Most states have laws that are intended to protect children by creating enhanced penalties for various crimes committed within a certain distance of schools. These laws sound like a common-sense approach, but our research has shown that these laws do not work, will not work and have serious negative effects.
In Connecticut, for example, certain drug offenses committed within 1,500 feet of schools are punished with a longer sentence. The original intent behind the law was noble: protect children from harmful activity by creating an incentive for bad activity to move elsewhere. The flaw is that the designated distance is too large. To create a safety zone around schools, the area to be protected needs to be small enough to incentivize moving illegal activity elsewhere. Imposing a higher penalty over an entire city or state by blanketing it in overlapping enhancement zones nullifies the legislatures’ effort to give schools special protection. Simply put, when a legislature says that every place is special, no place is special.
Just how far is 1,500 feet? Click on the image below to learn more:
Graphic explanation written by Arielle Sharma, drawn by Elydah Joyce, and programmed by Jacob Mitchell.
These laws were a noble, if naive, experiment when they began sweeping the nation in the late 1980s and 1990s. But now the evidence is in. They have not worked to move areas around schools safer, and the extreme reach of these laws ensures that they will never serve the intended deterrent effect. But what these laws have done is consume criminal justice resources that could otherwise go to enforcing existing laws that directly and effectively protect children from being involved in criminal activity.
Sentencing enhancement laws also create a two-tiered system of justice: a harsher one for dense urban areas with numerous schools and overlapping zones and a milder one for rural and suburban areas, where schools are relatively few and far between.
Our first of a kind research mapped every sentencing enhancement zone in urban, rural and suburban Hampden County, Mass., and quantified the race and ethnicity of the people who live inside and outside of the zones. We found that residents of urban areas are five times more likely to live in a sentencing enhancement zone than those in rural areas, and Latinos are more than twice as likely as Whites to live in a sentencing enhancement zone. We demonstrated that the Massachusetts legislature erred in assuming that 1,000 feet was a reasonable or effective distance for the zones. Our research into Connecticut's 1,500 foot zones revealed similar patterns. Based on our research, we concluded that a 100-foot distance would be more effective for a geography-based sentencing enhancement.
Massachusetts has rolled back the sentencing enhancement zone law to 300 feet and the law no longer applies between the hours of midnight and 5am. As part of a 2011 package to save the budget and reduce the prison population, Governor Patrick endorsed our proposal to shrink the sentencing enhancement zones to 100 feet. The final bill, passed in 2012, reduces the zones to 300 feet. Based on our research, this distance is too large to allow the law to function as intended to protect children from drug activity; but it will at least greatly reduce the number of people who receive the enhanced penalty.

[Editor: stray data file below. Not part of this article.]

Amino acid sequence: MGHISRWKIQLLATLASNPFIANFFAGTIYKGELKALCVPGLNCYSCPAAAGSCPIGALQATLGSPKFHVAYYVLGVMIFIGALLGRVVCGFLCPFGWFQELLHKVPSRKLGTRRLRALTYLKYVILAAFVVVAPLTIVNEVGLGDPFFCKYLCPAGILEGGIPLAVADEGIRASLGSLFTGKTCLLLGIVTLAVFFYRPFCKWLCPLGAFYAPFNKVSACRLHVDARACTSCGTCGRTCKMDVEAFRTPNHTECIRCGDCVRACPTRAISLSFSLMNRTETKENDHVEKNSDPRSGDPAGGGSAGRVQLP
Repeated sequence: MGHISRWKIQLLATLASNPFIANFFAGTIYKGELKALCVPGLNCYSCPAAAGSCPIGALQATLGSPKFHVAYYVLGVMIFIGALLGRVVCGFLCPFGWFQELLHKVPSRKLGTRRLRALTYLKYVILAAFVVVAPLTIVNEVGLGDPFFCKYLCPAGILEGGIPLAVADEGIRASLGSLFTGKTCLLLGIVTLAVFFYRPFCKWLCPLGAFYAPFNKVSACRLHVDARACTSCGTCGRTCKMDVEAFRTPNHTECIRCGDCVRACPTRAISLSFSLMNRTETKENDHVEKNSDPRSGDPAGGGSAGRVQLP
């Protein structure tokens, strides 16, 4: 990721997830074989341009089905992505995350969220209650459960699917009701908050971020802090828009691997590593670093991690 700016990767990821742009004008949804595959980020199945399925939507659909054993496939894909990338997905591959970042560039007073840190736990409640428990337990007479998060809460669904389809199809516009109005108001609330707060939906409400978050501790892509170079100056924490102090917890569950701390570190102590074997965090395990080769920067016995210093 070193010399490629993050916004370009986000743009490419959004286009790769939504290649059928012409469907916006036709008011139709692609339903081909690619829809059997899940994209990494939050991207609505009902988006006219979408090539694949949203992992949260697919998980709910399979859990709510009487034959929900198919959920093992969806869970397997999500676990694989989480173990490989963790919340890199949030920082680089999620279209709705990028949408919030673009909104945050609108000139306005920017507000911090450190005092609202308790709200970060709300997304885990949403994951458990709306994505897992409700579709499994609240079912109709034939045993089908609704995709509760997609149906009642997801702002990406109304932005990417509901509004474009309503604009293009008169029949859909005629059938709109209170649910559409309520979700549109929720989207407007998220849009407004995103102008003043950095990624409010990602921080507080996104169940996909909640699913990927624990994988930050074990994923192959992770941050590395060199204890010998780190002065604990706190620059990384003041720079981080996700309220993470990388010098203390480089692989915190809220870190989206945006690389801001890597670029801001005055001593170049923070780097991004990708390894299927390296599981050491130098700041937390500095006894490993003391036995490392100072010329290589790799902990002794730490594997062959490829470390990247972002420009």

In the 2015 session the Connecticut legislature considered several alternatives to changing the sentencing enhancement zone law as part of the Second Chance Society legislation (Senate Bill 952). The bill was approved by the legislature in the special session and now awaits the governor's signature.
In 2014, the Judiciary Committee introduced Senate Bill 259. The bill would have reduced the size of Connecticut's sentencing enhancement zones to 200 feet, making the law more effective in protecting children while reducing the urban penalty in sentencing. A map of these proposed 200-foot zones is attached to our testimony submitted to the Judiciary Committee.
Bill H.1645 was filed by Representative Swan for the 188th General Court. The bill would further reduce the size of school zones from 300 feet to 100 feet. The enhanced penalties would also be removed in cases where drug offenses occur within a private home or where a student under 18 sells drugs to another student. It would also allow all school zone offenders to be eligible for parole, work release and earned good time after serving half of the mandatory minimum. Finally, a school zone sentence could be served at the same time as another drug-related sentence. More information on the bill is available from FAMM.
by Aleks Kajstura, March 2014.
This report analyzes Connecticut's 1,500-foot sentencing enhancement zones, mapping the zones in the state's cities and towns and demonstrating both that the law is ineffective, and that it creates an "urban penalty".
by Aleks Kajstura, Peter Wagner and William Goldberg, July 2008.
This first-of-a-kind report mapped every sentencing enhancement zone in urban, rural and suburban Hampden County, and quantified the race and ethnicity of the people who live inside and outside of the zones.
by Aleks Kajstura, Peter Wagner and Leah Sakala
This followup report, again focusing on Hampden County, Massachusetts, found that Blacks are 26 times as likely, and Latinos 30 times as likely as White residents to be convicted and receive a mandatory sentencing enhancement zone sentence.